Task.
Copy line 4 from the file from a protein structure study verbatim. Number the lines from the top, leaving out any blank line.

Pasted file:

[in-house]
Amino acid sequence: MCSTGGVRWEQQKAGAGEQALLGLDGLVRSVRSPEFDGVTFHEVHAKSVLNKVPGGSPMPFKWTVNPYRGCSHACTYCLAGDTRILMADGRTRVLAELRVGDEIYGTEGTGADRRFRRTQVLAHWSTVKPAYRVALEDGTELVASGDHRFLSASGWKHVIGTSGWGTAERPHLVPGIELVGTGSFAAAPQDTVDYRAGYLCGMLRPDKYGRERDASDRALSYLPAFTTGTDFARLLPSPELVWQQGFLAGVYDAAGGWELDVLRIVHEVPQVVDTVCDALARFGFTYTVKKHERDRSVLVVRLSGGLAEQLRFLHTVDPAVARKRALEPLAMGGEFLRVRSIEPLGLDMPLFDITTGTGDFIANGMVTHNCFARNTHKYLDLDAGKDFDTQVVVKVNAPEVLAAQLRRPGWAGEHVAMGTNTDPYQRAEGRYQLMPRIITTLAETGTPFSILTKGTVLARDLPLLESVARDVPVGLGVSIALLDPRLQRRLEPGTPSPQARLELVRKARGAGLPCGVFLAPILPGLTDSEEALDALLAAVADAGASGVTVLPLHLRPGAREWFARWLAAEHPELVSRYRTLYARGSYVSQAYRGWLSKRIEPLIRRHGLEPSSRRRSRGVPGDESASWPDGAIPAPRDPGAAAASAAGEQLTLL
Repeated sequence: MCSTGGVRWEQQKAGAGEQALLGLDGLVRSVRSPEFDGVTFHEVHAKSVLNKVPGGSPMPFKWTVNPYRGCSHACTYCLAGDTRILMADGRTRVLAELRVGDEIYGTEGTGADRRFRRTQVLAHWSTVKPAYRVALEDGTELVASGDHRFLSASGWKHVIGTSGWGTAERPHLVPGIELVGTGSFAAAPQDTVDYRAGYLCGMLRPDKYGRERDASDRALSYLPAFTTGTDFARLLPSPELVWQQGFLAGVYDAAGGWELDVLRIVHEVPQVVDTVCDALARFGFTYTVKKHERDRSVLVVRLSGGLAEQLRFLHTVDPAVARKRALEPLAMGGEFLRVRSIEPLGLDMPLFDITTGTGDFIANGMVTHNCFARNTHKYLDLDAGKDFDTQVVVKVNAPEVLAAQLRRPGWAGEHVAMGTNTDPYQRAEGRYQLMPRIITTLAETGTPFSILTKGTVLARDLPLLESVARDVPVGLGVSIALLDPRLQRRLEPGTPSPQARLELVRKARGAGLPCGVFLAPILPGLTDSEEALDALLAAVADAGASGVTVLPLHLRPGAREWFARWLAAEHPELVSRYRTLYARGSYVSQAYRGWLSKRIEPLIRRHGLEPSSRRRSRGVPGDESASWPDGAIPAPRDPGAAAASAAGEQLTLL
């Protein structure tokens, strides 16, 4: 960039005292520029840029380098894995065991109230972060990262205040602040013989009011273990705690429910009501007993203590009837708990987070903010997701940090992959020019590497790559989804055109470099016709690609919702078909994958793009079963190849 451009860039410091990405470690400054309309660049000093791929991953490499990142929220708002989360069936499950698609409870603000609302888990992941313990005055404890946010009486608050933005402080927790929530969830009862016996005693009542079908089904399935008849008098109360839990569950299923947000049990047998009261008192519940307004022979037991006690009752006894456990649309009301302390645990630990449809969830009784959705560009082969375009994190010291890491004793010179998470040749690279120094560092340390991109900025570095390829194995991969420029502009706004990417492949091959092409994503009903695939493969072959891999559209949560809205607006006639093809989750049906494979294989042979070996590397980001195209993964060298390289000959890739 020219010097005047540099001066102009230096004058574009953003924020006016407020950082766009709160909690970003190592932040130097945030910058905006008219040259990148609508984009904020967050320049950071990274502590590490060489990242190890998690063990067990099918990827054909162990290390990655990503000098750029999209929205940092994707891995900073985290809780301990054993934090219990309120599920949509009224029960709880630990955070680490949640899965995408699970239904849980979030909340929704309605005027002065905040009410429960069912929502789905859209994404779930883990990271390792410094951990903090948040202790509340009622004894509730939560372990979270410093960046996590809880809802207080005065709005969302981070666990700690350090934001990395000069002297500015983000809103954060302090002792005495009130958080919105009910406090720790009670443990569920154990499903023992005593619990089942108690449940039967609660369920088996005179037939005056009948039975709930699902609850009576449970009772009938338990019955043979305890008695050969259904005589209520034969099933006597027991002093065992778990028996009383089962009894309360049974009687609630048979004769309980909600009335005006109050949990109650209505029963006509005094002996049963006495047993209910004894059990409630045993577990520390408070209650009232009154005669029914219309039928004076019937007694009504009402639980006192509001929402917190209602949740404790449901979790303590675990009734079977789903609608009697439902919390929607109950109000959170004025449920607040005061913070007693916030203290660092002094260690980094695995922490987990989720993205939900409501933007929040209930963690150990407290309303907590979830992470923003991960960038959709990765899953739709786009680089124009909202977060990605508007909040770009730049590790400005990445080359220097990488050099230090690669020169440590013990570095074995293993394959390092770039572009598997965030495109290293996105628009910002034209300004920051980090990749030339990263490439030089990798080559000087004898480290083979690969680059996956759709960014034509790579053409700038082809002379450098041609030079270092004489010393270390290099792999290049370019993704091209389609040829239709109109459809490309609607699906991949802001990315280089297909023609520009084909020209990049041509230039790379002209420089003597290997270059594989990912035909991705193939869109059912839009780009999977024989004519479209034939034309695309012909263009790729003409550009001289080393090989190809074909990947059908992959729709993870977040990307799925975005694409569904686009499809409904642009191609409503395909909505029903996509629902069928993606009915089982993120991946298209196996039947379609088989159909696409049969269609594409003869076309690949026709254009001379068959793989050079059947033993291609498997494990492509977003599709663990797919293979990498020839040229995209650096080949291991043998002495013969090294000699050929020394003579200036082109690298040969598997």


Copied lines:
């Protein structure tokens, strides 16, 4: 960039005292520029840029380098894995065991109230972060990262205040602040013989009011273990705690429910009501007993203590009837708990987070903010997701940090992959020019590497790559989804055109470099016709690609919702078909994958793009079963190849 451009860039410091990405470690400054309309660049000093791929991953490499990142929220708002989360069936499950698609409870603000609302888990992941313990005055404890946010009486608050933005402080927790929530969830009862016996005693009542079908089904399935008849008098109360839990569950299923947000049990047998009261008192519940307004022979037991006690009752006894456990649309009301302390645990630990449809969830009784959705560009082969375009994190010291890491004793010179998470040749690279120094560092340390991109900025570095390829194995991969420029502009706004990417492949091959092409994503009903695939493969072959891999559209949560809205607006006639093809989750049906494979294989042979070996590397980001195209993964060298390289000959890739 020219010097005047540099001066102009230096004058574009953003924020006016407020950082766009709160909690970003190592932040130097945030910058905006008219040259990148609508984009904020967050320049950071990274502590590490060489990242190890998690063990067990099918990827054909162990290390990655990503000098750029999209929205940092994707891995900073985290809780301990054993934090219990309120599920949509009224029960709880630990955070680490949640899965995408699970239904849980979030909340929704309605005027002065905040009410429960069912929502789905859209994404779930883990990271390792410094951990903090948040202790509340009622004894509730939560372990979270410093960046996590809880809802207080005065709005969302981070666990700690350090934001990395000069002297500015983000809103954060302090002792005495009130958080919105009910406090720790009670443990569920154990499903023992005593619990089942108690449940039967609660369920088996005179037939005056009948039975709930699902609850009576449970009772009938338990019955043979305890008695050969259904005589209520034969099933006597027991002093065992778990028996009383089962009894309360049974009687609630048979004769309980909600009335005006109050949990109650209505029963006509005094002996049963006495047993209910004894059990409630045993577990520390408070209650009232009154005669029914219309039928004076019937007694009504009402639980006192509001929402917190209602949740404790449901979790303590675990009734079977789903609608009697439902919390929607109950109000959170004025449920607040005061913070007693916030203290660092002094260690980094695995922490987990989720993205939900409501933007929040209930963690150990407290309303907590979830992470923003991960960038959709990765899953739709786009680089124009909202977060990605508007909040770009730049590790400005990445080359220097990488050099230090690669020169440590013990570095074995293993394959390092770039572009598997965030495109290293996105628009910002034209300004920051980090990749030339990263490439030089990798080559000087004898480290083979690969680059996956759709960014034509790579053409700038082809002379450098041609030079270092004489010393270390290099792999290049370019993704091209389609040829239709109109459809490309609607699906991949802001990315280089297909023609520009084909020209990049041509230039790379002209420089003597290997270059594989990912035909991705193939869109059912839009780009999977024989004519479209034939034309695309012909263009790729003409550009001289080393090989190809074909990947059908992959729709993870977040990307799925975005694409569904686009499809409904642009191609409503395909909505029903996509629902069928993606009915089982993120991946298209196996039947379609088989159909696409049969269609594409003869076309690949026709254009001379068959793989050079059947033993291609498997494990492509977003599709663990797919293979990498020839040229995209650096080949291991043998002495013969090294000699050929020394003579200036082109690298040969598997």